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Five must do’s for aviation-style checklists
Phil Bayman shared advice on how to use aviation-style checklists in veterinary practice at CX Congress.

Pilot performance coach shares tips at CX Congress

Picture the scene. A cat has escaped from its carrier and is now on the loose in your busy practice car park. How do you respond to this situation?

You could run around like a headless chicken trying to find the cat, but this could result in injury, stress and a lot of disgruntled clients. Instead, you could follow your animal escape procedure - a step-by-step guide for what to do when somebody’s pet doesn’t quite follow expectations.

Speaking in the ‘Leading’ stream at CX Congress (16 June), combat-pilot performance coach Phil Bayman shared his advice on how to use aviation-style checklists in veterinary practice. Whilst very different industries, there are many similarities between the aviation and veterinary world - most notable of which is that they both involve normal people using lists to complete an array of complicated tasks.

Checklists can help the veterinary team with complicated and uncomplicated scenarios, one-off or infrequent events, theatre preparation and top-level guidance. They can also offer a handrail in times of stress or fatigue. It is important to remember, however, that checklists are just one element of addressing the problem, stressed Phil. Do not let checklists overcome bad processes; it is important to consider the wider picture.

1) Start from the problem

Phil stressed that when creating a checklist, you need to think about what the problem is and what you’re trying to resolve. “If there isn’t a problem then potentially you don’t need to fix it,” he said. To do this, it is important to develop a culture that is robust enough for somebody to identify problems and learn from their experiences.

Some of the reasons why you might wish to create a checklist include grouping certain actions together, sequencing events, and enhancing performance (checklists to give you confidence - e.g did I lock the drugs cupboard?). A checklist can also help to manage risk such as customer complaints, unpaid debts and when staff leave unexpectedly.

2) Communicate with everyone

Every culture in every organisation is different, but when creating a checklist is it important to involve everyone that it could effect. Use difficulties, errors and common struggles as hooks and include senior management, said Phil.

Once designed, it is important to hand the checklist over to somebody that doesn’t know anything about veterinary practice so they can spot errors that you might have overlooked (e.g. incorrect step numbering, grammatical errors and the flow of the checklist). Invite critique from everyone before going live!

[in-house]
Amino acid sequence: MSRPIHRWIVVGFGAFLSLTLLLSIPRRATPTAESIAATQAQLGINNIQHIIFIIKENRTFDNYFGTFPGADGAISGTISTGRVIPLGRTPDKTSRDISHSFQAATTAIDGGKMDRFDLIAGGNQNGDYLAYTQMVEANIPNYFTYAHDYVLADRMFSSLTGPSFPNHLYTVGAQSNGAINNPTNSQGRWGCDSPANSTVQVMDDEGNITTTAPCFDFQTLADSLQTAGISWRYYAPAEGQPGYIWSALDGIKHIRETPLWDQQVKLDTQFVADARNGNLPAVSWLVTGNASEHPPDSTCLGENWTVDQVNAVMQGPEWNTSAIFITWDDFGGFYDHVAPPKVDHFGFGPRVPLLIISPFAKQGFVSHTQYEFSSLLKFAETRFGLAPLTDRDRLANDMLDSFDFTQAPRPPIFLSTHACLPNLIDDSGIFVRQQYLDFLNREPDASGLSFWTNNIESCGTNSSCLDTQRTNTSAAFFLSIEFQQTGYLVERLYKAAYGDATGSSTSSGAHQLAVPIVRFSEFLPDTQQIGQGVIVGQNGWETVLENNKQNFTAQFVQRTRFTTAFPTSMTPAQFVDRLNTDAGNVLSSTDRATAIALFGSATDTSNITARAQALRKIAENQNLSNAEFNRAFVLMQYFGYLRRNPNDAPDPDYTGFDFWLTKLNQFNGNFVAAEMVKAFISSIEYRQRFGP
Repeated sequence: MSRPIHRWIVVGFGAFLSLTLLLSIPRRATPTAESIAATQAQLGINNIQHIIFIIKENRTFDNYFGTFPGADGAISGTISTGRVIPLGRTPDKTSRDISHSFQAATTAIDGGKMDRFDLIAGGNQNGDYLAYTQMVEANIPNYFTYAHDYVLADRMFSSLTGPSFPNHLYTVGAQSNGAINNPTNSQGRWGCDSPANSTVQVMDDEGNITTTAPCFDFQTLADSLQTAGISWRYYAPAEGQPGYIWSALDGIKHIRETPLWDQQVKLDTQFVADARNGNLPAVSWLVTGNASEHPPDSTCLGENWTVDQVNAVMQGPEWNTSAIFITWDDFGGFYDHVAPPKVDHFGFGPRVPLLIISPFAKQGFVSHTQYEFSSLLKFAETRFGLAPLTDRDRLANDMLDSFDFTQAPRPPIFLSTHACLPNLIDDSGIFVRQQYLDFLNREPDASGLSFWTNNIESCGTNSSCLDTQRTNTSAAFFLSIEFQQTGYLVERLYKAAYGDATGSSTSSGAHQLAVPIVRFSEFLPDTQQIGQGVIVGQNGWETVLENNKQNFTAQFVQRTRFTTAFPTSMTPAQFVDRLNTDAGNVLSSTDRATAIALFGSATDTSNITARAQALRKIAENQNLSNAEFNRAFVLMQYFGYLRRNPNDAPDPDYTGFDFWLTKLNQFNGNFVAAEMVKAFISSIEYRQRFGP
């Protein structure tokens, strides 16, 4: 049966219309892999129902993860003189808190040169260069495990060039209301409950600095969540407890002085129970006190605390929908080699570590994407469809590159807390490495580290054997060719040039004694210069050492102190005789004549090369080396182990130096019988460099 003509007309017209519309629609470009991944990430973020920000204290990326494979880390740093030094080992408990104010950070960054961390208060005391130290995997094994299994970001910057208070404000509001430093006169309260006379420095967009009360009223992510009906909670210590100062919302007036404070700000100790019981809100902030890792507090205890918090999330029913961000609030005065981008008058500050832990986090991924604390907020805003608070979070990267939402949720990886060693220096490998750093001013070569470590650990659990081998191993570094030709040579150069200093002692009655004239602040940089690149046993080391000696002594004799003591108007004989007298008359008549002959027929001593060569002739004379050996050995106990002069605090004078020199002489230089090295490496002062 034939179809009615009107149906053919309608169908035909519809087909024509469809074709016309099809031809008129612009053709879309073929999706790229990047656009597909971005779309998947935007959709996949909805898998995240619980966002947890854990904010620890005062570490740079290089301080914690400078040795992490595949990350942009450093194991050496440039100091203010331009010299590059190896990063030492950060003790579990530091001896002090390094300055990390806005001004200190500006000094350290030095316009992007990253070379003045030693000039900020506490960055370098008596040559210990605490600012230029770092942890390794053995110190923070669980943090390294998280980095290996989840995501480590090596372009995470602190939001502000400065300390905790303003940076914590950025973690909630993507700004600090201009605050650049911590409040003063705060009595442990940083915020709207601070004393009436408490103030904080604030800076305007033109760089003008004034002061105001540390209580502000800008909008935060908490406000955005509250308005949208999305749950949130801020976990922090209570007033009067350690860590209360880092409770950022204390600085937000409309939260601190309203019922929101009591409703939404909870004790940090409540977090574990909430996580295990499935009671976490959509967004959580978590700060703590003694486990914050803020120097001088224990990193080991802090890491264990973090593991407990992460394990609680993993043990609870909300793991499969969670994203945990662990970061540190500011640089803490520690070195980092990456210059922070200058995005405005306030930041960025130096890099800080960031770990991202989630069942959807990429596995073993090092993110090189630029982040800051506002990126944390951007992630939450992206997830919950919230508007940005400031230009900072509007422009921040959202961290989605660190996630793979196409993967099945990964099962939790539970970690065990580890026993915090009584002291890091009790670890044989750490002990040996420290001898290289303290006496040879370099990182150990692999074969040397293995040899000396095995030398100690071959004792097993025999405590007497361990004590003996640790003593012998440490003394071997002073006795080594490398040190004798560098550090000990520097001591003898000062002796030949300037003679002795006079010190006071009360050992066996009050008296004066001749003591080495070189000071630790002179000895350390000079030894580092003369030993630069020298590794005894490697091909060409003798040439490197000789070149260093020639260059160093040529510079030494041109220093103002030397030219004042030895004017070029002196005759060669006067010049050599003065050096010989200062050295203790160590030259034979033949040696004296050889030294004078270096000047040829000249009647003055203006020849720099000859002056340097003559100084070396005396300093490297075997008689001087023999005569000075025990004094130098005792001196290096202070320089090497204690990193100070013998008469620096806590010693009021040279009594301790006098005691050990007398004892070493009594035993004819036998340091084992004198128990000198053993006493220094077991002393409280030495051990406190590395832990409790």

3) Avoid capital letters

Phil advised against using all uppercase letters unless you have a very strong point to highlight. Use a normal mix of capital and lower case letters and the checklist will be easier to read.

4) Keep them simple

Some of the best checklists are simple, colourful and plain to read. They should be used as an aide-memoire, but they should also allow for flexibility. E.g. people should be able to deviate from them if they have (and can explain) a better solution.

5) Do a trial run and review

Finally, carry out a trial run of your checklist with your team and follow this up with a review as soon as possible. 

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Nominations for 2019 RSPCA Honours Awards now open

News Story 1
 People across the UK are being urged to nominate a standout animal champion for the 2019 RSPCA Honours Awards.

The awards recognise those who have worked tirelessly to improve animal welfare, campaigned on behalf of animals, or shown true bravery. Previous winners include comedian John Bishop, who was awarded Celebrity Animal Champion of the Year, and 11-year-old Lobby Cantwell, who raised more than £1,000 for the charity through mountain climbs and bike rides.

To submit a nomination or find out more about the awards visit the RSPCA website. Nominations will remain open until 4 pm on Friday, March 15.  

Click here for more...
News Shorts
New £1m project to investigate dairy cow lameness

Scotland’s Rural College (SRUC) is leading a new £1 million research project to investigate the causes of lameness in dairy cows.

One in three dairy cows are affected by lameness every day in the UK, costing the industry an estimated £250 milion annually.

The project will take three years to complete and is due to finish by November 2021.

Professor Georgios Banos of SRUC commented: “In addition to pain and discomfort to the animal, lameness is associated with decreased milk production and inflated farm costs.

“Among cows raised in the same environment, some become lame while others do not. Understanding the reasons behind this will help us develop targeted preventive practices contributing to enhanced animal welfare and farm profitability.”